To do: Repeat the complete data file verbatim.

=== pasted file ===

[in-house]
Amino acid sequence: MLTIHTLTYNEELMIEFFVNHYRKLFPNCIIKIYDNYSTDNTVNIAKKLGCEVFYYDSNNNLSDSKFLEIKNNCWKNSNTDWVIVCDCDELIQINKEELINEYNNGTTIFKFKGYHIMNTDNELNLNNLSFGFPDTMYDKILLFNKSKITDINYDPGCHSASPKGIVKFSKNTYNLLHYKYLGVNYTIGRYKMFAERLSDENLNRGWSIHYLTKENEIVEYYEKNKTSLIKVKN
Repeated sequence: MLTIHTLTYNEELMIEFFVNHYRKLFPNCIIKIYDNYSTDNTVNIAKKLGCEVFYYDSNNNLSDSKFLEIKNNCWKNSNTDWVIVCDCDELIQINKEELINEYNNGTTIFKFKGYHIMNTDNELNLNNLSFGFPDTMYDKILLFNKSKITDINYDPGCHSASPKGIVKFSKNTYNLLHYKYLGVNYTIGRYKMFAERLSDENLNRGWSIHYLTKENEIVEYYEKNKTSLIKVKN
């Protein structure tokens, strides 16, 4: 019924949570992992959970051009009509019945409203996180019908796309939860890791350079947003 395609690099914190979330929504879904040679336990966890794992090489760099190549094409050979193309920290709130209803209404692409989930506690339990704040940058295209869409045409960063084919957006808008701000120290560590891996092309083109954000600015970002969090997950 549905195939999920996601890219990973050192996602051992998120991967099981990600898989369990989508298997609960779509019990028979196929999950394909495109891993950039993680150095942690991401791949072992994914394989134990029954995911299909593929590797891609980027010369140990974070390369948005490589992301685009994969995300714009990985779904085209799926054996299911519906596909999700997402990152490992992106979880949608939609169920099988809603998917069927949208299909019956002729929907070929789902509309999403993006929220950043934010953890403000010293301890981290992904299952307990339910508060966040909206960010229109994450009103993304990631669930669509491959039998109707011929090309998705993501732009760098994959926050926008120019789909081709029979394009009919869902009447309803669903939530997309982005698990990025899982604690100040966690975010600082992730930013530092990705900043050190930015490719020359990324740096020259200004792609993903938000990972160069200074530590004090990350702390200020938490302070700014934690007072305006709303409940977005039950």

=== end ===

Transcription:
[in-house]
Amino acid sequence: MLTIHTLTYNEELMIEFFVNHYRKLFPNCIIKIYDNYSTDNTVNIAKKLGCEVFYYDSNNNLSDSKFLEIKNNCWKNSNTDWVIVCDCDELIQINKEELINEYNNGTTIFKFKGYHIMNTDNELNLNNLSFGFPDTMYDKILLFNKSKITDINYDPGCHSASPKGIVKFSKNTYNLLHYKYLGVNYTIGRYKMFAERLSDENLNRGWSIHYLTKENEIVEYYEKNKTSLIKVKN
Repeated sequence: MLTIHTLTYNEELMIEFFVNHYRKLFPNCIIKIYDNYSTDNTVNIAKKLGCEVFYYDSNNNLSDSKFLEIKNNCWKNSNTDWVIVCDCDELIQINKEELINEYNNGTTIFKFKGYHIMNTDNELNLNNLSFGFPDTMYDKILLFNKSKITDINYDPGCHSASPKGIVKFSKNTYNLLHYKYLGVNYTIGRYKMFAERLSDENLNRGWSIHYLTKENEIVEYYEKNKTSLIKVKN
């Protein structure tokens, strides 16, 4: 019924949570992992959970051009009509019945409203996180019908796309939860890791350079947003 395609690099914190979330929504879904040679336990966890794992090489760099190549094409050979193309920290709130209803209404692409989930506690339990704040940058295209869409045409960063084919957006808008701000120290560590891996092309083109954000600015970002969090997950 549905195939999920996601890219990973050192996602051992998120991967099981990600898989369990989508298997609960779509019990028979196929999950394909495109891993950039993680150095942690991401791949072992994914394989134990029954995911299909593929590797891609980027010369140990974070390369948005490589992301685009994969995300714009990985779904085209799926054996299911519906596909999700997402990152490992992106979880949608939609169920099988809603998917069927949208299909019956002729929907070929789902509309999403993006929220950043934010953890403000010293301890981290992904299952307990339910508060966040909206960010229109994450009103993304990631669930669509491959039998109707011929090309998705993501732009760098994959926050926008120019789909081709029979394009009919869902009447309803669903939530997309982005698990990025899982604690100040966690975010600082992730930013530092990705900043050190930015490719020359990324740096020259200004792609993903938000990972160069200074530590004090990350702390200020938490302070700014934690007072305006709303409940977005039950």